A third approach
In planning a prospective clinical trial, it is mandatory that minimal group sizes are estimated before the trial starts. This is insisted on by institutional human ethics committees.
Institutional animal ethics committees, at any rate in Australia, now also insist that minimal group sizes are estimated in advance. This can be done on the basis of earlier studies in the same laboratory or, second best, studies published by others. The convention is to make the estimate on the basis that the critical value of P is 0.05 at a power of 0.80 (80%). Very useful aids to making these estimates are published tables [27], or interactive computer programs (for instance, nQuery Advisor, Statistical Solutions, Boston MA).
But minimal group size estimates are only as accurate as the data on which they are based. Often these data are suspect, or the dataset is too small. So when investigators have done the necessary number of experiments, analysed the results, and find that P is just a little greater than 0.05, it is not unreasonable that they should re-estimate minimal group size on the basis of these experiments. If the new estimate exceeds their original one, it is not unreasonable that they should carry out further experiments so that the revised estimate is achieved. Then, it is argued, their new and definitive analysis needs no adjustment of the P value.
There has been a twofold purpose to this review. One has been to remind clinical investigators of the rules governing the interim analysis of results as they accumulate in clinical trials. These rules are very firmly established, thanks to the work of biostatisticians and of regulatory bodies. The second, and more original, reason is to acquaint biologists who are conducting laboratory experiments with the price they should pay for analyzing their results as they accumulate, usually to decide whether they need to do more experiments to 'achieve' a magical P = 0.05. Whenever I chastise experimentalists for conducting interim analyses and suggest that they are acting unstatistically, if not unethically, they react with surprise.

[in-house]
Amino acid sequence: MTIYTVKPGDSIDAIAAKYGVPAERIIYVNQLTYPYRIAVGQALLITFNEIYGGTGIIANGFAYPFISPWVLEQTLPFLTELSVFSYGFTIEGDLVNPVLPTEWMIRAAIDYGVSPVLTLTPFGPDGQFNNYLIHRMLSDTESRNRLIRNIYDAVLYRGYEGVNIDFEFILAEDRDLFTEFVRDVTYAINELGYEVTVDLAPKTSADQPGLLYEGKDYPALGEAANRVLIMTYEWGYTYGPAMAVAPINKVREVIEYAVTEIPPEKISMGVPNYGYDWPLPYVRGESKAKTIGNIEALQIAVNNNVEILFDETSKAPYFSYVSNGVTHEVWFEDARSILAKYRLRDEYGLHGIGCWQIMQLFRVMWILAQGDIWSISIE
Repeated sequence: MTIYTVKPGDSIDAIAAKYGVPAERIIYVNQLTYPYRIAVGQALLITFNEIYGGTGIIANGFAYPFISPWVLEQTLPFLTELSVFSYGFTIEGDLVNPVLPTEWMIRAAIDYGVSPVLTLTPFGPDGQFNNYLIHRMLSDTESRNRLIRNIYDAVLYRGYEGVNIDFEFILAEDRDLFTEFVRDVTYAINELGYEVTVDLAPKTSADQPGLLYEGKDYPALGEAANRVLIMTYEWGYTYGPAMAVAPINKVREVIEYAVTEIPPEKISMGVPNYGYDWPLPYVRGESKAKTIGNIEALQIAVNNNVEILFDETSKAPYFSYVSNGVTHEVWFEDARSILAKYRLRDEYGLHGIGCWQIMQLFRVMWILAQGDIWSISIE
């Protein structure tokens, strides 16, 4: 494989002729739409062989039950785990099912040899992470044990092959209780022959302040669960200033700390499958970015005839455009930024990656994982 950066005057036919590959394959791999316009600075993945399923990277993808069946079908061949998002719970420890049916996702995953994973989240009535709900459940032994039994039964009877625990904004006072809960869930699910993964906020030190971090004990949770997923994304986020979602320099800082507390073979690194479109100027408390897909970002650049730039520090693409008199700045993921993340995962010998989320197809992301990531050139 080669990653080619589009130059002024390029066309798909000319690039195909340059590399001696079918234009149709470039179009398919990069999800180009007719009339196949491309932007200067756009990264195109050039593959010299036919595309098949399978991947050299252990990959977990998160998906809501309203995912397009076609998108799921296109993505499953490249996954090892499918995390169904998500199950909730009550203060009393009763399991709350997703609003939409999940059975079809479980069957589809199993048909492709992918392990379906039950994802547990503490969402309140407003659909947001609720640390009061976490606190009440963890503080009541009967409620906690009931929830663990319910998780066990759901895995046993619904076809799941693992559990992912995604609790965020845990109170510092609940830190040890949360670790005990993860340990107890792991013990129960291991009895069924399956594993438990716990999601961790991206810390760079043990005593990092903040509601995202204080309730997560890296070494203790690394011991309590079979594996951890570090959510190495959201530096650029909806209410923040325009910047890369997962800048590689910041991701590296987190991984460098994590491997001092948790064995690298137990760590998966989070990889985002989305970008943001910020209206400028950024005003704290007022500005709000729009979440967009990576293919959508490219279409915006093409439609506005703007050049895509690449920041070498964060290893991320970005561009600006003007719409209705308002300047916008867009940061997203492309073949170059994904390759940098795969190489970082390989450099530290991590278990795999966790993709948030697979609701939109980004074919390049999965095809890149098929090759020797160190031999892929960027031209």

I hope that this review may bring experimentalists and clinical trialists closer together in their attitudes towards the interim analysis of accumulating results. I believe that laboratory experimenters have a good deal to learn from clinical trialists. In particular, I commend to them matched-pairs sequential analysis as a technique for designing and analyzing their experiments.
Author Contributions
The author was responsible for all aspects of this paper.
Competing Interests
None declared.
Pre-publication history
The pre-publication history for this paper can be accessed here:
Acknowledgements
I am most grateful for the critical comments and suggestions on earlier versions of the manuscript from epidemiologists and laboratory biomedical scientists, and from the two reviewers. I do not name them for fear that it might be thought that they approved. Blackwell Publications gave permission for me to reproduce Figure 5.3 from Armitage [20] as Figure Figure22.